The question was treated as a spam seed.
In about an hour, the user who authored the question posted 4 spam-like answers, 3 of them near-duplicates, none of them more than link-only, all linking to the same site, which is not an official AWS source (i.e. the domain was registered on 2021-09-26, isn't registered to Amazon, and is using privacy to not disclose the owner(s)). One of those answers was on the off-topic, resource-request question which your review task was about. I treated the question as a spam seed, as the user rapidly posting 4 very similar answers on only marginally related questions indicates that their intent was to spam the information about that site, which makes their question look a lot like a spam seed.
While the question is a reasonable audit, it's not a reasonable audit as spam. In order to remove the question from the audit pool, it was undeleted and re-deleted as rude/abusive, which prevents it from being used as an audit.
Ignoring the spam aspects, "Looks OK" wasn't correct.
You responded to that audit with "Looks OK". That's not a correct response for that question (ignoring the spam seed issue). The question is clearly and explicitly asking for an off-site resource. Such questions are off-topic and should be closed. There's an exception to that, in that questions asking for an official source for a programming related resource are permitted. That question was definitely not asking for an official source. While it might have been edited to be asking for an official source, or even better to ask how to use and API to obtain that information, obtaining an official source was definitely not the question author's intent, given that they posted an answer with a non-official source.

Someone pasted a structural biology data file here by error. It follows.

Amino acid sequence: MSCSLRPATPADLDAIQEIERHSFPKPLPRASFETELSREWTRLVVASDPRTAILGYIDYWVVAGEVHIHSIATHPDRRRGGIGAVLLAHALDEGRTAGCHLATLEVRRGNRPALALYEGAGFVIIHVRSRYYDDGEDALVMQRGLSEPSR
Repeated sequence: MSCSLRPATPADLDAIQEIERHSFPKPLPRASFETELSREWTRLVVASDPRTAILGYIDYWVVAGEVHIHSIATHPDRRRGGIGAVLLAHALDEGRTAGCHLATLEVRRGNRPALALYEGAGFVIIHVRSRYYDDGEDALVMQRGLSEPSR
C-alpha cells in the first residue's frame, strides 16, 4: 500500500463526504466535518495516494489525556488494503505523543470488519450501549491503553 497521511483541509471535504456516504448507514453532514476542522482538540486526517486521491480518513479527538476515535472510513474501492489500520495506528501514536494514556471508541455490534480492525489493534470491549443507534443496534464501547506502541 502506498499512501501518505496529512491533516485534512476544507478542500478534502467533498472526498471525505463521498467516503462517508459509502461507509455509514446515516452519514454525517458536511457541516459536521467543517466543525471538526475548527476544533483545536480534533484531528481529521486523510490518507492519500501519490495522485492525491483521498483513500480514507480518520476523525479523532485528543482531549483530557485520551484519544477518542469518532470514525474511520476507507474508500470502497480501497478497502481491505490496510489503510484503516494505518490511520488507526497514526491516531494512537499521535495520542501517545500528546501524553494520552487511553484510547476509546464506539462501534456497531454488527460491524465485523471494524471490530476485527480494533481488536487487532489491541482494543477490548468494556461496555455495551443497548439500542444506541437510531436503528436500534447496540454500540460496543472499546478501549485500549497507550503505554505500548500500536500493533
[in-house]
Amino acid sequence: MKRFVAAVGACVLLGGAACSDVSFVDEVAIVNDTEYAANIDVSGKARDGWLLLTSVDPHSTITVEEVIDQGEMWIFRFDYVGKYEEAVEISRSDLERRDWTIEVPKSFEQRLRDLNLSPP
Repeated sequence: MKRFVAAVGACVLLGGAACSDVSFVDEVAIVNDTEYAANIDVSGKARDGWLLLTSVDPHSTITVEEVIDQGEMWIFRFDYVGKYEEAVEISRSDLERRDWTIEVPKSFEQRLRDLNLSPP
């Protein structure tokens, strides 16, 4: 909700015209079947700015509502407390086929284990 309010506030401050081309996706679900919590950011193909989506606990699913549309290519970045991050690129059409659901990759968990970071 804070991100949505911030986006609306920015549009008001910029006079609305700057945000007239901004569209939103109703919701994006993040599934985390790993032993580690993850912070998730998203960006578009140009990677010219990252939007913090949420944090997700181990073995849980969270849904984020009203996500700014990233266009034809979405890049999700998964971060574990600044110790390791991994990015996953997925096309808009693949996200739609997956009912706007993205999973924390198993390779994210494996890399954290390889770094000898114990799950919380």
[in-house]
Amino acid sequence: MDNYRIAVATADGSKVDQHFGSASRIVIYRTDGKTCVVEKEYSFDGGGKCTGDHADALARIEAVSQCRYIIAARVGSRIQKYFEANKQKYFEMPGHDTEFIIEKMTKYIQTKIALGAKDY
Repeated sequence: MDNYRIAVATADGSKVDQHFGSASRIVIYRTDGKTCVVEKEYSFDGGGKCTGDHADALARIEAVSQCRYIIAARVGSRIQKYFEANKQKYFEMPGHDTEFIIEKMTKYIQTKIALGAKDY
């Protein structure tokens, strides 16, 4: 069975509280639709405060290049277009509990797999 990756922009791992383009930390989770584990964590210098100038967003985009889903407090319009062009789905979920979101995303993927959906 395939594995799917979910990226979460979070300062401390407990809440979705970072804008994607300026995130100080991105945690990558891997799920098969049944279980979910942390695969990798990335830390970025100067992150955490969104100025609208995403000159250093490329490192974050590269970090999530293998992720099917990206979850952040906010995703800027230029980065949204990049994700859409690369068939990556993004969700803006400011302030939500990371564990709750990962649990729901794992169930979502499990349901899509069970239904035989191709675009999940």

[Note: I'm intentionally not saying that the question would be on-topic if it was asking for an official source for the information which it is requesting. IMO, the topicality of a question asking for an official source for that information would be debatable, as the information which the question is asking for really isn't programming related, it's entirely about in what geographical/geopolitical regions AWS is offering specific services, which is deployment, not really programming, IMO.]